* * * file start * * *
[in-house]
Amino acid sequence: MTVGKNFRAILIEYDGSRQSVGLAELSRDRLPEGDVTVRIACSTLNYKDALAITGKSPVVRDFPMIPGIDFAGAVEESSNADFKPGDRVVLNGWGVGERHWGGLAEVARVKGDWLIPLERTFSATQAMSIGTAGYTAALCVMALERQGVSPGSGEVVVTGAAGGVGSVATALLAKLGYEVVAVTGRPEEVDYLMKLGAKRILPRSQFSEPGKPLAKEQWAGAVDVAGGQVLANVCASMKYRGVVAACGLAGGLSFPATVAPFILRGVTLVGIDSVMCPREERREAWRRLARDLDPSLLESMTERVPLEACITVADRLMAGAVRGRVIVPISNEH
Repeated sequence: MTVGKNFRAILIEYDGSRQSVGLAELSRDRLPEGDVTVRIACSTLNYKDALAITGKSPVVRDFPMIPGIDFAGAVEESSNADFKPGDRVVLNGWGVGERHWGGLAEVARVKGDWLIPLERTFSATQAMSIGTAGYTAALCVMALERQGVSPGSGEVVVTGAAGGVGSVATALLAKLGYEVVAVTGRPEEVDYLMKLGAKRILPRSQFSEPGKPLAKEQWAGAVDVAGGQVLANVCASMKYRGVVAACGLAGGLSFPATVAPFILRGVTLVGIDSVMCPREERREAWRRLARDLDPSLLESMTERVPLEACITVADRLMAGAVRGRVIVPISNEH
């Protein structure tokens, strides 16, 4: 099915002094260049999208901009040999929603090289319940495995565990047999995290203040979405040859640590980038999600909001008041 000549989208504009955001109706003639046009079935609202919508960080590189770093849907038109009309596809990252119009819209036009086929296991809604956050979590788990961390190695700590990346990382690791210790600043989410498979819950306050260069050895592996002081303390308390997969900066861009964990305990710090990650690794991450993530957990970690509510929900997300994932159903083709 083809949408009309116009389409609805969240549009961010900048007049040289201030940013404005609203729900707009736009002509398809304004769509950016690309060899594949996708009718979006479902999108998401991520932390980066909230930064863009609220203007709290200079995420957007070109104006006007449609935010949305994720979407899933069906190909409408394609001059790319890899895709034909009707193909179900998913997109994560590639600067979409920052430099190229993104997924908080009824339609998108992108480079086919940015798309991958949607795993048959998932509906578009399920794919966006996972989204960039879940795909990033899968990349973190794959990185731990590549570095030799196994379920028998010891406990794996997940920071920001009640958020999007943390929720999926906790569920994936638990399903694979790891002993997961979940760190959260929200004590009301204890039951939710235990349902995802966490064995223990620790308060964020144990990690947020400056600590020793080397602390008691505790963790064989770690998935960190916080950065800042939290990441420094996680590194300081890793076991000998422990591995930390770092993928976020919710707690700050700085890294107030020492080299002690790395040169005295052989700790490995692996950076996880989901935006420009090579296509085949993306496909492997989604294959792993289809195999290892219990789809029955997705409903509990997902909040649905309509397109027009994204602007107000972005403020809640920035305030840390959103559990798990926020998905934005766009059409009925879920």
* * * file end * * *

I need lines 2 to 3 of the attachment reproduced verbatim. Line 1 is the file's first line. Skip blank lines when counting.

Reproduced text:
Amino acid sequence: MTVGKNFRAILIEYDGSRQSVGLAELSRDRLPEGDVTVRIACSTLNYKDALAITGKSPVVRDFPMIPGIDFAGAVEESSNADFKPGDRVVLNGWGVGERHWGGLAEVARVKGDWLIPLERTFSATQAMSIGTAGYTAALCVMALERQGVSPGSGEVVVTGAAGGVGSVATALLAKLGYEVVAVTGRPEEVDYLMKLGAKRILPRSQFSEPGKPLAKEQWAGAVDVAGGQVLANVCASMKYRGVVAACGLAGGLSFPATVAPFILRGVTLVGIDSVMCPREERREAWRRLARDLDPSLLESMTERVPLEACITVADRLMAGAVRGRVIVPISNEH
Repeated sequence: MTVGKNFRAILIEYDGSRQSVGLAELSRDRLPEGDVTVRIACSTLNYKDALAITGKSPVVRDFPMIPGIDFAGAVEESSNADFKPGDRVVLNGWGVGERHWGGLAEVARVKGDWLIPLERTFSATQAMSIGTAGYTAALCVMALERQGVSPGSGEVVVTGAAGGVGSVATALLAKLGYEVVAVTGRPEEVDYLMKLGAKRILPRSQFSEPGKPLAKEQWAGAVDVAGGQVLANVCASMKYRGVVAACGLAGGLSFPATVAPFILRGVTLVGIDSVMCPREERREAWRRLARDLDPSLLESMTERVPLEACITVADRLMAGAVRGRVIVPISNEH